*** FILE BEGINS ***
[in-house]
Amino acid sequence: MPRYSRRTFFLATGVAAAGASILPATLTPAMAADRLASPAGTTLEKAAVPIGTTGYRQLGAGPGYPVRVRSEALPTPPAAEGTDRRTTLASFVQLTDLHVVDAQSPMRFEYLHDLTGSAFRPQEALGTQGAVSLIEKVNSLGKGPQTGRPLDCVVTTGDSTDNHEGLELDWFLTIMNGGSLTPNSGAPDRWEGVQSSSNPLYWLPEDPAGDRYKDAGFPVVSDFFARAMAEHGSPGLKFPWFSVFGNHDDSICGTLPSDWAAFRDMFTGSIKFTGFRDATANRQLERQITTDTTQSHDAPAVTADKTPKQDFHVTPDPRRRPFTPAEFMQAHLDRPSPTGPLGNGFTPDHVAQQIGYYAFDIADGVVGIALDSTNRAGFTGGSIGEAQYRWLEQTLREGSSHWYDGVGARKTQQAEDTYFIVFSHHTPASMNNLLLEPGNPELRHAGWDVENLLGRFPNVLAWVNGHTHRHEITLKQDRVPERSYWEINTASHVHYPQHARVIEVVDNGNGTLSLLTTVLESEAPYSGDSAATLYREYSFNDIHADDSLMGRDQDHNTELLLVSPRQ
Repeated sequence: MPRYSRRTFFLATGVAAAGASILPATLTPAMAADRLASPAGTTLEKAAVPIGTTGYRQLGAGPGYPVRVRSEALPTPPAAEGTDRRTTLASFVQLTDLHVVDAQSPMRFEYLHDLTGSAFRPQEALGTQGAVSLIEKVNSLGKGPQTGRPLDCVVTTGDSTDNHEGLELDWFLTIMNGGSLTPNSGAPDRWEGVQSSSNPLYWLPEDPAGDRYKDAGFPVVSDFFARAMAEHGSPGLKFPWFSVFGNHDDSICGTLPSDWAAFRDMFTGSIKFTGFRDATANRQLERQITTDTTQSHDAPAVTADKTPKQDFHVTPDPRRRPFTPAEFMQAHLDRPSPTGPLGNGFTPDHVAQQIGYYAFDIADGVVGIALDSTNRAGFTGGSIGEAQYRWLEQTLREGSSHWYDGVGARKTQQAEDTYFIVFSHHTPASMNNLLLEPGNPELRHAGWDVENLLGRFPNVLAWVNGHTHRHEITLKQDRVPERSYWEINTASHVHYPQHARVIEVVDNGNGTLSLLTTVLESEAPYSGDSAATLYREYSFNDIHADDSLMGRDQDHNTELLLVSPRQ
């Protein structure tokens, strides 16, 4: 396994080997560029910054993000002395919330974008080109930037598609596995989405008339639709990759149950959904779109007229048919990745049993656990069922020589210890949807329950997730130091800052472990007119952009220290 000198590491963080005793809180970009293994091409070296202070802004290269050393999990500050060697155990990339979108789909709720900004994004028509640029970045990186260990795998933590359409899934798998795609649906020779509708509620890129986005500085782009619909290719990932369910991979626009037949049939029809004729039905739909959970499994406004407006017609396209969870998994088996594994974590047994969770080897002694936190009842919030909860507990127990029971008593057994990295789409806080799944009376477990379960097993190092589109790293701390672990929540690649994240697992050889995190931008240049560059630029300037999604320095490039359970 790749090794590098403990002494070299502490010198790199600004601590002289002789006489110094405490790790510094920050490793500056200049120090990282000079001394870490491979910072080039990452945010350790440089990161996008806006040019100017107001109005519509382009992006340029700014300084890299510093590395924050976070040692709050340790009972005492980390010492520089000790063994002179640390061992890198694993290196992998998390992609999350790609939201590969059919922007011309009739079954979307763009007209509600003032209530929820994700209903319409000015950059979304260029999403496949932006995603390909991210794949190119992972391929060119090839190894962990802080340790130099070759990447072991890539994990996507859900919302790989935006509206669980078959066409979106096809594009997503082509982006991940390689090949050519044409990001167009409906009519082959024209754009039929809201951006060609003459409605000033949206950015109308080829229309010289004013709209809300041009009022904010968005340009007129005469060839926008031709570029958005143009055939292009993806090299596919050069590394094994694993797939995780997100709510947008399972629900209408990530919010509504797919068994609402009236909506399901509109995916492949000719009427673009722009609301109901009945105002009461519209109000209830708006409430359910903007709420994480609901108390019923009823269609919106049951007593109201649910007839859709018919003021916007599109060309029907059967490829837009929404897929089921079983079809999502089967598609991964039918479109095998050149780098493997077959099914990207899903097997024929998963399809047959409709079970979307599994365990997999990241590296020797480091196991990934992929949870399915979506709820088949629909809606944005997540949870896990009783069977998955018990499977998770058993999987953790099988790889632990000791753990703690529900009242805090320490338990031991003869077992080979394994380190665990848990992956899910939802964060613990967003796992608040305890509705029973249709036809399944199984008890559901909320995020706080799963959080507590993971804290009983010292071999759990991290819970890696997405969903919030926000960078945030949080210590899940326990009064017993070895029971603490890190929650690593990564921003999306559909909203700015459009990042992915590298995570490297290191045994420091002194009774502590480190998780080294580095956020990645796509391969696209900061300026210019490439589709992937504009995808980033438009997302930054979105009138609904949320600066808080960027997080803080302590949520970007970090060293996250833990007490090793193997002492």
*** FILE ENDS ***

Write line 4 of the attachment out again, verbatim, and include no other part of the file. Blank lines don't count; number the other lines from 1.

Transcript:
């Protein structure tokens, strides 16, 4: 396994080997560029910054993000002395919330974008080109930037598609596995989405008339639709990759149950959904779109007229048919990745049993656990069922020589210890949807329950997730130091800052472990007119952009220290 000198590491963080005793809180970009293994091409070296202070802004290269050393999990500050060697155990990339979108789909709720900004994004028509640029970045990186260990795998933590359409899934798998795609649906020779509708509620890129986005500085782009619909290719990932369910991979626009037949049939029809004729039905739909959970499994406004407006017609396209969870998994088996594994974590047994969770080897002694936190009842919030909860507990127990029971008593057994990295789409806080799944009376477990379960097993190092589109790293701390672990929540690649994240697992050889995190931008240049560059630029300037999604320095490039359970 790749090794590098403990002494070299502490010198790199600004601590002289002789006489110094405490790790510094920050490793500056200049120090990282000079001394870490491979910072080039990452945010350790440089990161996008806006040019100017107001109005519509382009992006340029700014300084890299510093590395924050976070040692709050340790009972005492980390010492520089000790063994002179640390061992890198694993290196992998998390992609999350790609939201590969059919922007011309009739079954979307763009007209509600003032209530929820994700209903319409000015950059979304260029999403496949932006995603390909991210794949190119992972391929060119090839190894962990802080340790130099070759990447072991890539994990996507859900919302790989935006509206669980078959066409979106096809594009997503082509982006991940390689090949050519044409990001167009409906009519082959024209754009039929809201951006060609003459409605000033949206950015109308080829229309010289004013709209809300041009009022904010968005340009007129005469060839926008031709570029958005143009055939292009993806090299596919050069590394094994694993797939995780997100709510947008399972629900209408990530919010509504797919068994609402009236909506399901509109995916492949000719009427673009722009609301109901009945105002009461519209109000209830708006409430359910903007709420994480609901108390019923009823269609919106049951007593109201649910007839859709018919003021916007599109060309029907059967490829837009929404897929089921079983079809999502089967598609991964039918479109095998050149780098493997077959099914990207899903097997024929998963399809047959409709079970979307599994365990997999990241590296020797480091196991990934992929949870399915979506709820088949629909809606944005997540949870896990009783069977998955018990499977998770058993999987953790099988790889632990000791753990703690529900009242805090320490338990031991003869077992080979394994380190665990848990992956899910939802964060613990967003796992608040305890509705029973249709036809399944199984008890559901909320995020706080799963959080507590993971804290009983010292071999759990991290819970890696997405969903919030926000960078945030949080210590899940326990009064017993070895029971603490890190929650690593990564921003999306559909909203700015459009990042992915590298995570490297290191045994420091002194009774502590480190998780080294580095956020990645796509391969696209900061300026210019490439589709992937504009995808980033438009997302930054979105009138609904949320600066808080960027997080803080302590949520970007970090060293996250833990007490090793193997002492």